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Pensions Centre: Contributions hike likely

Workers in Finland may soon have to up their pension contributions, according to bosses at the national pensions centre. That will compensate for lower investment returns and higher pension spending as baby boomers retire, but it should only be necessary on a temporary basis.

Eläketurvakeskuksen rakennus. Seinissä Eläketurvakeskuksen valokirjaimet.
Image: Yle

The Finnish Centre for Pensions has warned that current funding levels might not support projected spending on pensions—and the shortfall might be made up via an increase in contributions from working-age people.

The forecast is part of the centre's projection for 2016–2085, which says that a temporary jump in contributions might be required to compensate for lower growth in investment returns and higher spending on pensions for retired people.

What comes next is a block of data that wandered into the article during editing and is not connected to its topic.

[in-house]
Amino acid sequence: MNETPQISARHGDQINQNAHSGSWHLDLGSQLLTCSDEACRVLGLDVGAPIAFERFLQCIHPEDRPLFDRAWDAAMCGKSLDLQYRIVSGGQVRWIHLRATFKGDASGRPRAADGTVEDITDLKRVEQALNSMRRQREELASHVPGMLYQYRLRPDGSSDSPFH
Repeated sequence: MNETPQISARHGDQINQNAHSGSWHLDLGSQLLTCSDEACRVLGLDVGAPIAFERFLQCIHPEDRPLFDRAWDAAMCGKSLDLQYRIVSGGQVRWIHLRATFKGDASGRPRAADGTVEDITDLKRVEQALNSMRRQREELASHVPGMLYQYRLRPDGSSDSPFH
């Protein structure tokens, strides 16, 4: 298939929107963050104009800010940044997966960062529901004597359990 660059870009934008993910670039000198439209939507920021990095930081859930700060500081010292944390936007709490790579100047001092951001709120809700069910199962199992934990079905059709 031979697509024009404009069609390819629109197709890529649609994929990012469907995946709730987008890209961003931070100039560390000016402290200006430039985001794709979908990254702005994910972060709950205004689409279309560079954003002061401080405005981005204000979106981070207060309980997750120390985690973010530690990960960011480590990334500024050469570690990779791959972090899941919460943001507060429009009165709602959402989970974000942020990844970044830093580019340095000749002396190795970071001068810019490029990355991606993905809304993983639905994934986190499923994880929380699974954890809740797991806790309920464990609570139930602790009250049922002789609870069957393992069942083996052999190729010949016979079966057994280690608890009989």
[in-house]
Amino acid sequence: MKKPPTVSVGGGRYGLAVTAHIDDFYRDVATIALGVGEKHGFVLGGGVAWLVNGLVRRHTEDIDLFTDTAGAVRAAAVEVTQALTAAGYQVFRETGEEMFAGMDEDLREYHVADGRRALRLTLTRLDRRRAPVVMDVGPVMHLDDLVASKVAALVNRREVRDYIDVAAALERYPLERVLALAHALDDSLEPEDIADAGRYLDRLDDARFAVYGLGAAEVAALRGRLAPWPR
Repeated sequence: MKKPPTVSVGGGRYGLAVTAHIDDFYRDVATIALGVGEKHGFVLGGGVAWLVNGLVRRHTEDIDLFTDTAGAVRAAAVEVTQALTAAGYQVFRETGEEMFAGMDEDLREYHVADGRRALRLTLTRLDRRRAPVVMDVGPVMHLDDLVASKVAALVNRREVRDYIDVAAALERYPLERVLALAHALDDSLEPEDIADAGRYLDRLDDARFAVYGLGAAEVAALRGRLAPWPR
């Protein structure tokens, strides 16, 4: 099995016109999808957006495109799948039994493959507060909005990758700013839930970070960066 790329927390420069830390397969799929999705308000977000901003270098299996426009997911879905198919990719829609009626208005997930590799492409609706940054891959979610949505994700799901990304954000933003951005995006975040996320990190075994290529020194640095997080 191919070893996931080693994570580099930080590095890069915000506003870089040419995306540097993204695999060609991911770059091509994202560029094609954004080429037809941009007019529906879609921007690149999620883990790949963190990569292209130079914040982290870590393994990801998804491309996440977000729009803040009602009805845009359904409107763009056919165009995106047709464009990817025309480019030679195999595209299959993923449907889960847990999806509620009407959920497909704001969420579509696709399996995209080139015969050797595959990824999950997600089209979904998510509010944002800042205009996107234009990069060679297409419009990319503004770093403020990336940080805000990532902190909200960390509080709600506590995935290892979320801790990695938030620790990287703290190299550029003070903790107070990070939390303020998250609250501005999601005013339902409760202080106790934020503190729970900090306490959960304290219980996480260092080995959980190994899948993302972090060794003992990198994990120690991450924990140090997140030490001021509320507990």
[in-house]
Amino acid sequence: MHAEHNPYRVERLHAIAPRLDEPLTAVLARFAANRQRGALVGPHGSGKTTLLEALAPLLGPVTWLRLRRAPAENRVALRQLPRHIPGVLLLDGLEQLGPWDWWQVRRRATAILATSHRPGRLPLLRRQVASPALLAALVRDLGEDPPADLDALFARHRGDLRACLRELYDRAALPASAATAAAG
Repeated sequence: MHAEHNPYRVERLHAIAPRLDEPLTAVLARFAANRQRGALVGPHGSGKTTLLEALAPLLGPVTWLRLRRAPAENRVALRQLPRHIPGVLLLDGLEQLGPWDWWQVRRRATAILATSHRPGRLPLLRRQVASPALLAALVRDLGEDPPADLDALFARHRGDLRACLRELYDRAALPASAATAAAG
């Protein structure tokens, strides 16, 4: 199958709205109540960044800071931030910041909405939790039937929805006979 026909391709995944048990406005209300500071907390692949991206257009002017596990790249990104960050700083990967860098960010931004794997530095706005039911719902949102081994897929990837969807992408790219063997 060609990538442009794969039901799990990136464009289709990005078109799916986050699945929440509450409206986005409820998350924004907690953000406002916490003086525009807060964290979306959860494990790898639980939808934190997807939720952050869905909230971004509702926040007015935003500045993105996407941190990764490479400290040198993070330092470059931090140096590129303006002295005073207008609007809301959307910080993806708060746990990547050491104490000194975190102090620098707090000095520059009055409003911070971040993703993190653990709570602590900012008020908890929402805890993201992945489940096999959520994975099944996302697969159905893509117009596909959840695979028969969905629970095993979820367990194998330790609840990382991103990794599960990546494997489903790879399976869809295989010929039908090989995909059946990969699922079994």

The centre is expecting returns of 3.0 percent in real terms over the next ten years, with that rising to 3.5 percent from 2027.

"The Centre's estimate reflects the current weak outlook for returns, above all the very low long-term interest rates," said Jaakko Kiander of pension and insurance firm Ilmarinen. "The situation could change in the future, as we've hoped since the financial crisis."

Kiander says that Ilmarinen's own long-term expectation is for returns of about four percent over the next 20 years.

The centre also says that income from pensions payments will be below previous expectations because of poorer than expected economic growth and lower wages. The current level of pension payment is set at 24.4 percent, split between employers and employees, and that will be re-assessed at the start of the next decade.

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